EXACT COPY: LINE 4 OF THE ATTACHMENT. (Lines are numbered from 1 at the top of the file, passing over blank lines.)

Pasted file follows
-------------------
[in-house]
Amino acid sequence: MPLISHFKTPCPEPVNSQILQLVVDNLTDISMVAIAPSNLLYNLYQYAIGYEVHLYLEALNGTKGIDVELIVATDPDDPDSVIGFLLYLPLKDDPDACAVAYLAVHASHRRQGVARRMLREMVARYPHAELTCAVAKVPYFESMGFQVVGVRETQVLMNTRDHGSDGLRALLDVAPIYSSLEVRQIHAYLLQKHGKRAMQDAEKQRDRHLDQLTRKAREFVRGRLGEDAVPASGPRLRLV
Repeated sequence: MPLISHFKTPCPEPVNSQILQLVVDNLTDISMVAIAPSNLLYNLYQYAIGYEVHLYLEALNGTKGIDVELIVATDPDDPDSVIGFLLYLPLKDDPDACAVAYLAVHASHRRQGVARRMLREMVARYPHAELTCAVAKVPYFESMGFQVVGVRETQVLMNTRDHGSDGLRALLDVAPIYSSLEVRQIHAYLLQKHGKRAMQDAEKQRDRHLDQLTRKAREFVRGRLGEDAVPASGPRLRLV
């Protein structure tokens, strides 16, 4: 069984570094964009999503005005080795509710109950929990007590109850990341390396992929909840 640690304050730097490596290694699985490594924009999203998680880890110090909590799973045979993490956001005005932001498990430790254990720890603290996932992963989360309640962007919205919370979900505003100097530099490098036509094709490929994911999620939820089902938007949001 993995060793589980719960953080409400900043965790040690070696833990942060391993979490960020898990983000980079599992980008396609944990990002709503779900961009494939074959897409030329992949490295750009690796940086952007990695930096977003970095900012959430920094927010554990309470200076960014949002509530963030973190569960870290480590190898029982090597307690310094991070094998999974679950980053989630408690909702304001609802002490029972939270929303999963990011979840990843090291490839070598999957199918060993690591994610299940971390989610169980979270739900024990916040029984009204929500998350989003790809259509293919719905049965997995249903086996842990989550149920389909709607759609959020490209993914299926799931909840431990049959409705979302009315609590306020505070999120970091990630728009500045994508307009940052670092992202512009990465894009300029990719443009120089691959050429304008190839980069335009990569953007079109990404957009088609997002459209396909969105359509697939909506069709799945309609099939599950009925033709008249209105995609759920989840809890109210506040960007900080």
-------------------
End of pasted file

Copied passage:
């Protein structure tokens, strides 16, 4: 069984570094964009999503005005080795509710109950929990007590109850990341390396992929909840 640690304050730097490596290694699985490594924009999203998680880890110090909590799973045979993490956001005005932001498990430790254990720890603290996932992963989360309640962007919205919370979900505003100097530099490098036509094709490929994911999620939820089902938007949001 993995060793589980719960953080409400900043965790040690070696833990942060391993979490960020898990983000980079599992980008396609944990990002709503779900961009494939074959897409030329992949490295750009690796940086952007990695930096977003970095900012959430920094927010554990309470200076960014949002509530963030973190569960870290480590190898029982090597307690310094991070094998999974679950980053989630408690909702304001609802002490029972939270929303999963990011979840990843090291490839070598999957199918060993690591994610299940971390989610169980979270739900024990916040029984009204929500998350989003790809259509293919719905049965997995249903086996842990989550149920389909709607759609959020490209993914299926799931909840431990049959409705979302009315609590306020505070999120970091990630728009500045994508307009940052670092992202512009990465894009300029990719443009120089691959050429304008190839980069335009990569953007079109990404957009088609997002459209396909969105359509697939909506069709799945309609099939599950009925033709008249209105995609759920989840809890109210506040960007900080």